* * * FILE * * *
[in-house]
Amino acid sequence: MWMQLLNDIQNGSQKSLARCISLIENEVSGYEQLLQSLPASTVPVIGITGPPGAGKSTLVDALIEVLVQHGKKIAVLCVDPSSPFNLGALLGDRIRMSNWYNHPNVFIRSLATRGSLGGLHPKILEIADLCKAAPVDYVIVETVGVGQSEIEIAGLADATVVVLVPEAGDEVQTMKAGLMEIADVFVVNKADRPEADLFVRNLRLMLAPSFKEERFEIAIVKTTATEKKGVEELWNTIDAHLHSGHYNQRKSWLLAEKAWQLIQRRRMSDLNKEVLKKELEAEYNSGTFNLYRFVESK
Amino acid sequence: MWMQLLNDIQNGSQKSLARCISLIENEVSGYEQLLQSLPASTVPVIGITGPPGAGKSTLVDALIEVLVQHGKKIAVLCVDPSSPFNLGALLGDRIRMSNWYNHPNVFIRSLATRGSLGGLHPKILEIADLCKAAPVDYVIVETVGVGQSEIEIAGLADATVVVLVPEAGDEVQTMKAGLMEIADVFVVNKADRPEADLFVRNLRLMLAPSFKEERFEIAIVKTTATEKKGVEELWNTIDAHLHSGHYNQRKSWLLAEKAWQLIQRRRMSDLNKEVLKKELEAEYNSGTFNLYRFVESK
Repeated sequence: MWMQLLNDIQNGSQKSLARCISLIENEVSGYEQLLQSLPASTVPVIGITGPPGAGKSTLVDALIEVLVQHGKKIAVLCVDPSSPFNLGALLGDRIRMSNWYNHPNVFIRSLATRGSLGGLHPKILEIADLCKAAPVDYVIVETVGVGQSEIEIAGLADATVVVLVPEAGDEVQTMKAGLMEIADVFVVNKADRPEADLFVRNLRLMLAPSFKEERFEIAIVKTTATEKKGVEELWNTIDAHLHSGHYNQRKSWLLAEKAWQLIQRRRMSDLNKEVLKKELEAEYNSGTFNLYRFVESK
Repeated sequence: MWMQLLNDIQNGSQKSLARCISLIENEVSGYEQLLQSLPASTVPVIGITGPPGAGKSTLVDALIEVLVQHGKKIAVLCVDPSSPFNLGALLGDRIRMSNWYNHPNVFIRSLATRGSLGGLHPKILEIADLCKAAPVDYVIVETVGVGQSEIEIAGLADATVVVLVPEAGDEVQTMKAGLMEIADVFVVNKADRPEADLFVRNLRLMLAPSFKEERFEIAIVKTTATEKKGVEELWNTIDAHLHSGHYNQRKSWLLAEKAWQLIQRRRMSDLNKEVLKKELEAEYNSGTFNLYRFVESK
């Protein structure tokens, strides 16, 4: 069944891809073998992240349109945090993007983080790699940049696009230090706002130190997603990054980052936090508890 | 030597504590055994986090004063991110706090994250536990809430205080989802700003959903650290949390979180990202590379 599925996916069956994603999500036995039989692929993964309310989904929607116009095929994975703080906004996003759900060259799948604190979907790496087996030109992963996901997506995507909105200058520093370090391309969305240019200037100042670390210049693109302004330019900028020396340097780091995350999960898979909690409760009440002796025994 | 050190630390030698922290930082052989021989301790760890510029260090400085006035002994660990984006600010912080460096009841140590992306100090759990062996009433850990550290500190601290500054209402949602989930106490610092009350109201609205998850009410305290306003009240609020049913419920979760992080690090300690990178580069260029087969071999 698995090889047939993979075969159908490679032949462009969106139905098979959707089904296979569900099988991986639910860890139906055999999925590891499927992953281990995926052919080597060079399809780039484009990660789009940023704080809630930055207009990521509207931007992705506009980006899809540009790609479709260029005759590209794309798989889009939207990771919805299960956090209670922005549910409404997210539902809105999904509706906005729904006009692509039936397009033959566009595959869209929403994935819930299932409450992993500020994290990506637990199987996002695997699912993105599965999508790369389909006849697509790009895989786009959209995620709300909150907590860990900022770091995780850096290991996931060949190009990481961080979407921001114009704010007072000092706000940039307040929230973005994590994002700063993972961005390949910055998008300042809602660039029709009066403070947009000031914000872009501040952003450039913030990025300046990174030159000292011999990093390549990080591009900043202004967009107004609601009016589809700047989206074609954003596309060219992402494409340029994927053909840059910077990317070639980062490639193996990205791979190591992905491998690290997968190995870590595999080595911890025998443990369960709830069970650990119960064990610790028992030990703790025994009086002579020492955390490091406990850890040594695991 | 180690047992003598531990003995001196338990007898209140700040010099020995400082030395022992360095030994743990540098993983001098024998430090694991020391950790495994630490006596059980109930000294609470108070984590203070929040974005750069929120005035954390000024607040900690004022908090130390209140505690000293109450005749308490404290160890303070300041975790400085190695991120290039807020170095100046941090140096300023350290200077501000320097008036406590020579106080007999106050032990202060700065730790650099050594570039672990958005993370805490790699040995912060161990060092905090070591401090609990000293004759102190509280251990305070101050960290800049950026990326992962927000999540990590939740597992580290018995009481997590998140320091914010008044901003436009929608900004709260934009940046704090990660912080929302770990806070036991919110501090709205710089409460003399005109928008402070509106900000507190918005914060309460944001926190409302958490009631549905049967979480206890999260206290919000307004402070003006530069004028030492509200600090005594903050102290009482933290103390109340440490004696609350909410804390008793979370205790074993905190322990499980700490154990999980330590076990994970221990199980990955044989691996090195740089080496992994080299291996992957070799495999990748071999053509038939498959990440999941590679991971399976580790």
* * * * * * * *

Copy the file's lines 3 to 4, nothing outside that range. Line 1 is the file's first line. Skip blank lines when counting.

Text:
Amino acid sequence: MWMQLLNDIQNGSQKSLARCISLIENEVSGYEQLLQSLPASTVPVIGITGPPGAGKSTLVDALIEVLVQHGKKIAVLCVDPSSPFNLGALLGDRIRMSNWYNHPNVFIRSLATRGSLGGLHPKILEIADLCKAAPVDYVIVETVGVGQSEIEIAGLADATVVVLVPEAGDEVQTMKAGLMEIADVFVVNKADRPEADLFVRNLRLMLAPSFKEERFEIAIVKTTATEKKGVEELWNTIDAHLHSGHYNQRKSWLLAEKAWQLIQRRRMSDLNKEVLKKELEAEYNSGTFNLYRFVESK
Repeated sequence: MWMQLLNDIQNGSQKSLARCISLIENEVSGYEQLLQSLPASTVPVIGITGPPGAGKSTLVDALIEVLVQHGKKIAVLCVDPSSPFNLGALLGDRIRMSNWYNHPNVFIRSLATRGSLGGLHPKILEIADLCKAAPVDYVIVETVGVGQSEIEIAGLADATVVVLVPEAGDEVQTMKAGLMEIADVFVVNKADRPEADLFVRNLRLMLAPSFKEERFEIAIVKTTATEKKGVEELWNTIDAHLHSGHYNQRKSWLLAEKAWQLIQRRRMSDLNKEVLKKELEAEYNSGTFNLYRFVESK